Mike Duffy trial: What we learned from Nigel Wright's testimony
Nigel Wright, former Chief of Staff to Prime Minister Stephen Harper, leaves the courthouse in Ottawa after his first day of testimony in the trial of Mike Duffy on Wednesday, Aug. 12, 2015. (Justin Tang / THE CANADIAN PRESS)
Published Wednesday, August 12, 2015 7:23PM EDT
Nigel Wright, a key witness in Sen. Mike Duffy’s trial, took the stand Wednesday. Here are the highlights of his first day of testimony:
What “good to go” meant
Wright defended a statement he made in a Feb. 22, 2013 email, in which he told Duffy's lawyer and several PMO officials that "we are good to go from the PM."
He said “good to go” meant Prime Minister Stephen Harper agreed it was important that Duffy repay his Senate housing expenses, that regardless of any legal or technical entitlement “they also had to be right and appropriate.”
"'Good to go' means that the points I wanted to raise with the PM had been raised and that we could proceed with the plan," Wright testified.
Harper did not know how Duffy’s disputed expenses would be repaid
Wright testified that Harper did not know about the original plan to have the Conservative Party fund repay Duffy’s expenses when they were believed to be around $32,000.
Harper also did not know that Wright personally footed Duffy’s bill when it turned out to be $90,000, he told the court.
Duffy discussed the residence issue with Harper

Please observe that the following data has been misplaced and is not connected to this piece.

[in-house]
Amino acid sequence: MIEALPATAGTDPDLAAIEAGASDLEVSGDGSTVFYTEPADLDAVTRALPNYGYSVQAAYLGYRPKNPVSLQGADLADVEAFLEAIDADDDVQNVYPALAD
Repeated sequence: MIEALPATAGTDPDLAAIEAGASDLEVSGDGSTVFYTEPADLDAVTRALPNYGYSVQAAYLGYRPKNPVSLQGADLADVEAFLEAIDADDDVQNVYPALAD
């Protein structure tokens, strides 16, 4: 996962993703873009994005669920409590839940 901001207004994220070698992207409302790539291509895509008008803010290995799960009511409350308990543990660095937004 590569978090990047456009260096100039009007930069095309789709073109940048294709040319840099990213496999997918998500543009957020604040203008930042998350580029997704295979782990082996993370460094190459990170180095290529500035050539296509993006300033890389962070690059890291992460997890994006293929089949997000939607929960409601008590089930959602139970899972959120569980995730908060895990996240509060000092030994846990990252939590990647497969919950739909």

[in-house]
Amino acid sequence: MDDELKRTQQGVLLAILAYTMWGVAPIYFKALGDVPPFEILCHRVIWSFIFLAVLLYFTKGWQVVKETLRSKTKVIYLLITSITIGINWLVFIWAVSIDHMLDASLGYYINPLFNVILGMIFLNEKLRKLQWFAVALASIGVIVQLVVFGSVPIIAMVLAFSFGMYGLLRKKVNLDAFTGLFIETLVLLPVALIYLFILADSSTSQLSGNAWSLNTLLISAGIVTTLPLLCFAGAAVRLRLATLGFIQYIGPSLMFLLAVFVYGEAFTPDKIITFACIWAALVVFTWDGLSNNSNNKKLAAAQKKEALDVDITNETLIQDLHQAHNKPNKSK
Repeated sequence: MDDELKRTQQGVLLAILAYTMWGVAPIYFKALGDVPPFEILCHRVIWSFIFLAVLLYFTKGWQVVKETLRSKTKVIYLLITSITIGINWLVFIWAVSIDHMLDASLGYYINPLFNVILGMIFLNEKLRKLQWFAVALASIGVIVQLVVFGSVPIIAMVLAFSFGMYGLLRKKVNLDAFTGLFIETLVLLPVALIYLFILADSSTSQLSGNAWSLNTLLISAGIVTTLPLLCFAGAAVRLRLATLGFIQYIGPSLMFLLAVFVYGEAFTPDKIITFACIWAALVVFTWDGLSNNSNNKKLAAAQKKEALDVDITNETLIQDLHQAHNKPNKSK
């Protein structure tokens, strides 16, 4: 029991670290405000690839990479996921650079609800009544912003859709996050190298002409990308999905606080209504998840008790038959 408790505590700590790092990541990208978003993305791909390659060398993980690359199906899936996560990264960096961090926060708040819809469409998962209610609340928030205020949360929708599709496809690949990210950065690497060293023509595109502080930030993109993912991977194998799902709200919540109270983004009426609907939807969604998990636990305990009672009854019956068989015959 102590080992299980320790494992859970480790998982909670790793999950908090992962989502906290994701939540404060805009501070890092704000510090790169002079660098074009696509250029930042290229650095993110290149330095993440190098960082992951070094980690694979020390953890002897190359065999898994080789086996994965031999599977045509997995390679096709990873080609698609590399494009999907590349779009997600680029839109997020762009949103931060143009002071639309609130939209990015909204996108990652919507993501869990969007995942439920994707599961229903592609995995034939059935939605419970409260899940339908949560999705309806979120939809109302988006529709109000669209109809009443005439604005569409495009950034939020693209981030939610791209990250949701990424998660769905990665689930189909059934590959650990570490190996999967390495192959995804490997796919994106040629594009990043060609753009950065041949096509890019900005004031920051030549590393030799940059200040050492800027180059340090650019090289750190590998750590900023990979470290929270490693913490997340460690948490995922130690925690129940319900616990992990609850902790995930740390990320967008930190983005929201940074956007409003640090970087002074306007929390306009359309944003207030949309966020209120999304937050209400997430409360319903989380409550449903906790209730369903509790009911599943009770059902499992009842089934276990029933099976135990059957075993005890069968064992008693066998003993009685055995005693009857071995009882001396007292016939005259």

Wright recalled a "business conversation" Duffy had with Harper at a caucus meeting on Feb. 13, 2013, during which he said the senator explained to the prime minister why he was claiming his P.E.I. residence as his primary home.
Wright told the court that he advised Harper that Duffy should be claiming his Kanata home near Ottawa as his primary residence. Harper agreed and told Duffy to pay back the money, Wright said.
PMO staff were heavily involved in negotiations with Duffy and his lawyer
Emails tabled in court show drawn-out and sometimes tense discussions between Wright, PMO lawyer Benjamin Perrin and other PMO staffers about Duffy’s expenses and how they would be repaid. In one email to Chris Woodcock, the PMO’s director of issues management at the time, Wright wrote: “For you only: I am personally covering Duffy’s $90K.”
Duffy demanded that he be acknowledged as a legitimate representative of P.E.I.
At one point during repayment discussions with PMO staff, Duffy’s lawyer came back with a list of conditions under which Duffy would accept a deal offered by Sen. David Tkachuk, according to the emails and Wright’s testimony. Among those conditions was that the government issue a "written acknowledgement that Senator Duffy meets and has always met all requirements necessary to sit as the Senator from PEI."
Wright now regrets covering Duffy’s expenses
Wright told the court he felt he had an “obligation” to help Duffy repay his expenses, after the original plan to have the Conservative Party cover them fell apart. But he said he “lived to regret it.”
“There were a whole lot of connotations associated with it that I didn't really think through,” he said. “If I had, I might not have done it."